• are addicted to alcohol or a heavy drinker
  • have a head injury or condition that causes fits or seizures
  • have irregular heartbeats (arrhythmia)
  • have adrenal gland problems
  • have kidney or liver problems
  • have an enlarged prostate
  • have low blood pressure
  • are trying to get pregnant, are pregnant or breastfeeding

4. How and when to take it

It's important to follow your doctor's instructions.

Doses vary from person to person. Your dose will depend on how bad your pain is, how you've responded to other painkillers and if you get any side effects from fentanyl.

Fentanyl tablets, lozenges, nasal spray and injections are fast-acting. They're used for pain that is expected to last for a short time.

Fentanyl patches are slow-release. This means fentanyl is gradually released through the skin into your body.

How often to take or use fentanyl

How often you take or use fentanyl depends on the type that you've been prescribed:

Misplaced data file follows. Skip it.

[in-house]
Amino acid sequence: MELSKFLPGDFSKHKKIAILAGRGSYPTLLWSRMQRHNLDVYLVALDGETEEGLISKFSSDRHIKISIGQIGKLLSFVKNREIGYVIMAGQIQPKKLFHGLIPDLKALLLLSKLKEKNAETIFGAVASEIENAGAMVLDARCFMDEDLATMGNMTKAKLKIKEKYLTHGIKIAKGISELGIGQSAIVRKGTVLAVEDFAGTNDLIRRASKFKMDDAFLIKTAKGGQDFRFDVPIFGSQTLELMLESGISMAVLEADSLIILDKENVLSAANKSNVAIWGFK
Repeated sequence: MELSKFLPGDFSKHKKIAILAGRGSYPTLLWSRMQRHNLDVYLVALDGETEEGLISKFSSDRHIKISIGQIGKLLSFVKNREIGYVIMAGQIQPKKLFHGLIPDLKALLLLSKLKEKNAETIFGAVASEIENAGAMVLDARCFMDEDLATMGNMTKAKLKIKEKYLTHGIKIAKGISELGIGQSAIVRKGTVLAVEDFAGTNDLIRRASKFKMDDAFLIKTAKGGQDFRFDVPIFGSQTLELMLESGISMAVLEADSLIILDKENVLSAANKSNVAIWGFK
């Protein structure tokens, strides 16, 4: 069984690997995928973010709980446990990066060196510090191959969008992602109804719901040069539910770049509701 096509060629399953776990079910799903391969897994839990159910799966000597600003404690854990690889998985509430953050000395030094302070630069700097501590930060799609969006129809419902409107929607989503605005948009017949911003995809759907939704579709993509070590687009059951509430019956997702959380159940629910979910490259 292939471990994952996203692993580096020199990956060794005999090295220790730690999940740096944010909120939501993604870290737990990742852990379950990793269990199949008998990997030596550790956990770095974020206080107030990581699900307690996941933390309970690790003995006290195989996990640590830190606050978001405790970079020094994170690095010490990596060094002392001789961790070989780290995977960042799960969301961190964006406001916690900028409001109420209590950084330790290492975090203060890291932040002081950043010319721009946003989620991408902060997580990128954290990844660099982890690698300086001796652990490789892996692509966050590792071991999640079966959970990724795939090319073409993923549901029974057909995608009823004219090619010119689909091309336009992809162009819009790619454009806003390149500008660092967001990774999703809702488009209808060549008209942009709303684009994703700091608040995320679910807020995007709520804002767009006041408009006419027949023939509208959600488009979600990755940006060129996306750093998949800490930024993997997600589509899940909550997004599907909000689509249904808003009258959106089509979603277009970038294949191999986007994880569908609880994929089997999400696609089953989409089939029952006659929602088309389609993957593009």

• patches – apply a new patch every 3 days (remove the old one first)
  • tablets, lozenges and nasal spray – usually only when you need them

Some patches keep working after they've been removed as they "store" fentanyl under the skin. Fentanyl patches take longer to start working but last longer. They're used for when pain lasts for a long time

Sometimes your doctor may prescribe a fentanyl patch with a fast-acting painkiller. This is to manage sudden flare-ups of pain that "break through" the relief the patches give.


Do not apply more than 1 patch at a time. Using more than 1 patch could cause a fatal overdose.

Strength of fentanyl

The different types of fentanyl come in a range of strengths:

  • patches – these release 12 micrograms to 100 micrograms of fentanyl every hour
  • nasal spray – 50 micrograms to 400 micrograms
  • tablets – 100 micrograms to 800 micrograms
  • lozenges – 200 micrograms to 1,600 micrograms

Will my dose go up or down?

Before taking or using fentanyl, you will usually start on a low dose of another type of opioid, such as morphine. This will be increased slowly until your pain is well controlled.

Once your pain is under control, your doctor may swap you to fentanyl patches. This will avoid you having to take tablets or capsules each day.

If your doctor agrees that you can stop taking fentanyl, they will reduce the strength of your patch gradually. This is especially important if you've been taking it for a long time to reduce the risk of withdrawal symptoms.